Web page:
Music concerts and other live events are prime examples. Established brands and celebrities have only scratched the surface of blending physical and digital experiences. We expect to see a lot more innovation on this front, particularly as XR technology improves and becomes more widespread.


We wanted to look specifically at companies either building metaverse platforms or building the tools and services that support metaverse platforms. Using Crunchbase data, we set the Description Keywords as “metaverse” and “virtual world” in the search filter. We then classified each company according to its description as either “Ecosystem Builder”, “Open World”, “Closed World”, “Gaming”, “NFTs”, or “Support”. For the “NFTs” category, we only considered companies that demonstrated a clear link between their NFT work and the metaverse. 

Other reports and articles around funding tend to include online gaming, virtual reality, and augmented reality. We view this as a blanket approach that vastly overstates the amount of funding going to the growth of the metaverse. Simply put, not all online games and extended reality experiences should be counted as being related to the metaverse concept.

The data is current as of December 7th, 2022. Note that of the 309 funding deals returned in our search, only 215 had a specified amount. It should therefore be noted that the stated total funding and deal estimates are less than what was actually invested.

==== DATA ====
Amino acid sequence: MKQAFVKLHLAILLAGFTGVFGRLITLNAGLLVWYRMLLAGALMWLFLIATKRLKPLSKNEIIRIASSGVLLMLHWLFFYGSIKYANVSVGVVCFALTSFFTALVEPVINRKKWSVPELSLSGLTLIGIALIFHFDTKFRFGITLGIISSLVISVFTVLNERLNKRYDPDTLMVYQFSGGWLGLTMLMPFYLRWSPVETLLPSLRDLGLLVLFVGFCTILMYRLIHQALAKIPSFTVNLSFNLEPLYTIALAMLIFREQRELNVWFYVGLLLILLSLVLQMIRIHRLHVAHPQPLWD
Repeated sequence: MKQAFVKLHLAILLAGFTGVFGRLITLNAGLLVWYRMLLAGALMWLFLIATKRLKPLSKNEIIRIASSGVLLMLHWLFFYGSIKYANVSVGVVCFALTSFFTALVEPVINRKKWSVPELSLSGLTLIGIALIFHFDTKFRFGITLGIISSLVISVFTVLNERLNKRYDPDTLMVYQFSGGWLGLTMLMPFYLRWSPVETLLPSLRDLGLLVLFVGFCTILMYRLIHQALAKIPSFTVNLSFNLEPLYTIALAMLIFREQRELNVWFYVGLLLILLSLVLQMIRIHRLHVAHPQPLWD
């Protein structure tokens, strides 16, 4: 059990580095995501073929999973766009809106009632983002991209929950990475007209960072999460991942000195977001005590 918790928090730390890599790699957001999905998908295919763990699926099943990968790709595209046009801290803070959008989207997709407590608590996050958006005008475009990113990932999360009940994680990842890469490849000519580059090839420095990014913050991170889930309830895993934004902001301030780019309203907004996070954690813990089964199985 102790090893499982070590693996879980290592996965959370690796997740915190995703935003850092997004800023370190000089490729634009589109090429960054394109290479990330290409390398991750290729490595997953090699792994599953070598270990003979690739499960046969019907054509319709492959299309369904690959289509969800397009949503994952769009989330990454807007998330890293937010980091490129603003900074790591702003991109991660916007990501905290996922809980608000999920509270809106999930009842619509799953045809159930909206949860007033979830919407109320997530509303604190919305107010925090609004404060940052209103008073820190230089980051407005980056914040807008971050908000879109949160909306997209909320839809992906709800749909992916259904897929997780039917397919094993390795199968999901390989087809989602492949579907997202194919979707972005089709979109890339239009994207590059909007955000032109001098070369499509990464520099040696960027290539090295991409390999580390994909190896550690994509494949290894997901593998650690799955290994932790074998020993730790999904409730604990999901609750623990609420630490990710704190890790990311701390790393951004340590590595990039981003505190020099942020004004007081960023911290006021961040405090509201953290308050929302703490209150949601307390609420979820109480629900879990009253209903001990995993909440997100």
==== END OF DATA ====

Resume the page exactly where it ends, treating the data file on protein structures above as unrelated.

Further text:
About the author: 

Kelly Choo

Kelly Choo is the Founding Partner of the True Global Ventures (TGV) 4 Plus Fund and the TGV4+ Follow On Fund, which invest in global serial entrepreneurs that can disrupt industries with blockchain. The base fund now has two Unicorns, one IPO, and one in the process of going public including Animoca Brands and Sandbox.

He was previously co-founder and general manager of Brandtology, a leading social media intelligence company that was acquired and then went public, and CMO for a brain computing interface platform called Neeuro that helps individuals and companies to understand a user’s mental state. He is also a co-founder of ReferReach, a technology start-up that aims to revolutionize business networking by optimizing referral sharing with artificial intelligence.


The views and opinions expressed herein are the views and opinions of the author and do not necessarily reflect those of Nasdaq, Inc.